Grow, Grapes, Grow!

Fukushima is famous for the fruit that is grown here. Riding my bike, I came across this little grape vineyard. It’s in Fukushima City, and once you leave Fukushima City you’ll see more like this.

Note that each bundle of grapes is in its own bag.  Japanese farmers take excellent care raising fruit.

Regular fruit at my local Japanese supermarket (I’m not talking about gourmet fruit like square-shaped watermelons or white strawberries) that I personally buy is always in great shape.  American fruit can also be delicious, but it’s MUCH more iffy. You have to look and smell and touch in the U.S. because you might find mold or nasty fruit for sale.  I rarely come across less than perfect fruit at my local store in Japan. (If it is going bad, they’ll put it in a special mark-down bin.) The reason for the perfectness of the fruit is because of the special care that farmers give the fruit.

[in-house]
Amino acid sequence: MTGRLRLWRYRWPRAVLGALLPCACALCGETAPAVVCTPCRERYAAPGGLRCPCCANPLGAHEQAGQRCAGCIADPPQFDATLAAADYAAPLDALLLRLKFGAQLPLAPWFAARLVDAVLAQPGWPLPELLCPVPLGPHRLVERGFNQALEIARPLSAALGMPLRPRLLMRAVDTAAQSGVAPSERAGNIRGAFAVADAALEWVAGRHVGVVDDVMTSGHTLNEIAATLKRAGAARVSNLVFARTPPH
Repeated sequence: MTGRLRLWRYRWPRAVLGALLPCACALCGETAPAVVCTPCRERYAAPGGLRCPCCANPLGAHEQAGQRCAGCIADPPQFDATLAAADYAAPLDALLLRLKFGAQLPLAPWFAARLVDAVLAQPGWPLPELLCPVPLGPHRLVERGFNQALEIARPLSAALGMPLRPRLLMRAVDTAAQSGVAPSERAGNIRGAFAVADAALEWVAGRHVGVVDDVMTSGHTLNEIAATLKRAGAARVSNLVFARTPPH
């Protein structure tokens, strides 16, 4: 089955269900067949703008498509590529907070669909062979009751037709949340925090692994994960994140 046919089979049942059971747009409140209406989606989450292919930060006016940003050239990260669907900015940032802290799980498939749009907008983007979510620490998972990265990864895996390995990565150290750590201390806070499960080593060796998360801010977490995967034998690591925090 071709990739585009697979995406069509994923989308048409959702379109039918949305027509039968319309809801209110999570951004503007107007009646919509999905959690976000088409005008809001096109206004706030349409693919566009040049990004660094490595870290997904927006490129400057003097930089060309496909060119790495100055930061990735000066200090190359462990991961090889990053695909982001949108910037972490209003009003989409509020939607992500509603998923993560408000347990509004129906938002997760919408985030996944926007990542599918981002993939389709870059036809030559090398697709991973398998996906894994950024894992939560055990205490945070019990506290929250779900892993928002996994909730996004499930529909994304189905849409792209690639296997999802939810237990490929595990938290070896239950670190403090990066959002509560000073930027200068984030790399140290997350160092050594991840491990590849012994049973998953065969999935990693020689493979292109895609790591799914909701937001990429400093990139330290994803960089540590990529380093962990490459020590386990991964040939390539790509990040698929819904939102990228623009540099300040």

You may think I am exaggerating, but I’m not.  Husband’s father is a farmer (still working) and while he does not do fruit, his vegetables are his little babies.  They receive lots of love and care.

The down side to perpetually high quality fruit is that the fruit here is expensive, compared to the U.S.   (Not it’s not forty-five dollars for a single strawberry. In season, I can afford the fruit, but it’s just rather pricey, in my opinion. In season, a small pack of strawberries will probably be AROUND three U.S. dollars. That’s only in season, mind you, when the supply is abundant.  And the price is very approximate. I think in season in the United States, strawberries might cost three dollars but the package will be much, much larger.)

Also, Japan does not have immigrant labor to help with the harvesting, so this increases the prices of the fruit and vegetables.  My FIL does the labor himself, with a little help from his cat.

If people are hired to help out, they will be other Japanese people. (And I think that farmers also swap help with one another.)

Very lovely.

In Japan, autumn is a season of wonderful food, or so they say.  Am I making you hungry? Am I making you want to come to Japan?  Am I making you want to dress up as a giant grape for Halloween?   Never mind.

About kireikireikireiI am a mom.

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